Allergy Testing

If exposure to certain animals or foods make you sneeze, you may have an idea of your allergic trigger, but sometimes the triggers are not obvious. Our staff at Mount Sinai can help you pinpoint the cause of your allergic symptoms. Our allergists diagnose patients with these three steps: a personal medical history, a physical exam, and allergy tests to determine the source of your allergic reaction.

At the Mount Sinai Health System, our team of allergists and immunologists provides you with the tools to take control of your allergies, no matter how severe.

Skin, Patch, and Blood Tests

If you suspect that you are suffering from allergies, the best way to confirm your suspicion is to be tested by an allergist. An allergist will be able to identify your triggers with allergy tests.

A prick skin test is the most widely used type of allergy test. The test involves pricking the surface your skin, with a standardized allergen such as cat, dog, grass,etc. If your body has specific IgE to that allergen, you will develop a small hive at that site. Hives look like a small mosquito bites. The hives will disappear in less than one hour. Your allergist can apply a cream or provide you with an antihistamine after testing if required.

Blood testing is another way to determine if you have allergen-specific IgE. This test measures the level of IgE (if present) in your blood. The testing is simple and typically only involves a single needle prick. Immunoglobulin E (IgE) is the antibody produced by the immune system that causes allergic reactions. Small amounts of the antibody are found in the blood. A blood test measures and detects a reaction to a particular allergen. Blood testing is commonly used for patients who may be taking medications that can interfere with the results of a skin test; for patients with a skin ailment such as eczema or psoriasis; and in cases where a test may cause a strong reaction to a certain allergen.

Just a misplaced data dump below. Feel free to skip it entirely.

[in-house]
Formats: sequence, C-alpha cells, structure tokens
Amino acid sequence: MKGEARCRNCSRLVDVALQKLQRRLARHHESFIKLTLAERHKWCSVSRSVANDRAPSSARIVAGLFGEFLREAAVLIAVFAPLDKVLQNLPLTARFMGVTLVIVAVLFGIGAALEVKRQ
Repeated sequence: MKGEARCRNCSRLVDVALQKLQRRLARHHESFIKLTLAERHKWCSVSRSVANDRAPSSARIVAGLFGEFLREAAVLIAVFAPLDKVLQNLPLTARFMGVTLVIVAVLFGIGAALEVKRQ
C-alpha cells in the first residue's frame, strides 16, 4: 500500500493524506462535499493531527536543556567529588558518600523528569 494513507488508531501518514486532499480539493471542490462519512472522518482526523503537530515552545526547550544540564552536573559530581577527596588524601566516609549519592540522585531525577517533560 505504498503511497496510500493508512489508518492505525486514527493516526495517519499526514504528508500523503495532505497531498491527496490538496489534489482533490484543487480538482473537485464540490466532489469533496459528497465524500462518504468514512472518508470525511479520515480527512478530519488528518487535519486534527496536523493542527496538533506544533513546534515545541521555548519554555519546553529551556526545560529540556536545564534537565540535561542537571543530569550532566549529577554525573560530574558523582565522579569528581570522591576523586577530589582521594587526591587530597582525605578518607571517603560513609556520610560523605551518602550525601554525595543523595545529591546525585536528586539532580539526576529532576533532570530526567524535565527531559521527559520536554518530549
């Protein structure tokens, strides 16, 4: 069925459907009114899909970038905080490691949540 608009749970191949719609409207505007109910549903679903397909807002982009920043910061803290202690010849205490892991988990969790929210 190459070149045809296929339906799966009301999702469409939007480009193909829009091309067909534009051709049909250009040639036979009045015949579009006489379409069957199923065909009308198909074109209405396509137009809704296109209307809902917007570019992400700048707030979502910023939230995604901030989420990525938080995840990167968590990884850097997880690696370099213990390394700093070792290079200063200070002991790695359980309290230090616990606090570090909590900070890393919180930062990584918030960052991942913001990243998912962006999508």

The sample is sent to a lab for testing. The results may take days to receive. These tests, along with a person’s medical history, must be interpreted by an allergist for accurate diagnosis.

Patch Testing

Patch testing is another test used to determine if a particular substance or allergen is causing an allergic skin irritation known as contact dermatitis. In patch testing, allergens are applied to patches, which are then placed on your skin, typically the arm or back. Typically the substances that are tested include: medications, dyes, metals, fragrances, and more. You wear the patches for about 48 hours. You should avoid bathing and any activities that cause sweating while undergoing patch testing. The patches are removed at a follow-up appointment. Inflammation at the patch site may indicate an allergy.

Oral Food Challenges

An ingestion or oral food challenge is the most definitive test to prove that someone is not allergic to a food. It is a way to determine if someone can safely eat a food to which they had a concern of being allergic to. Determining whether a food challenge can be done safely must be first made by a physician after reviewing the history of reaction to the food and testing results (skin testing and/or blood). During the challenge, the patient eats increasing amounts of a particular food while under the supervision of an allergist. If reaction occurs during the challenge then that confirms a food allergy.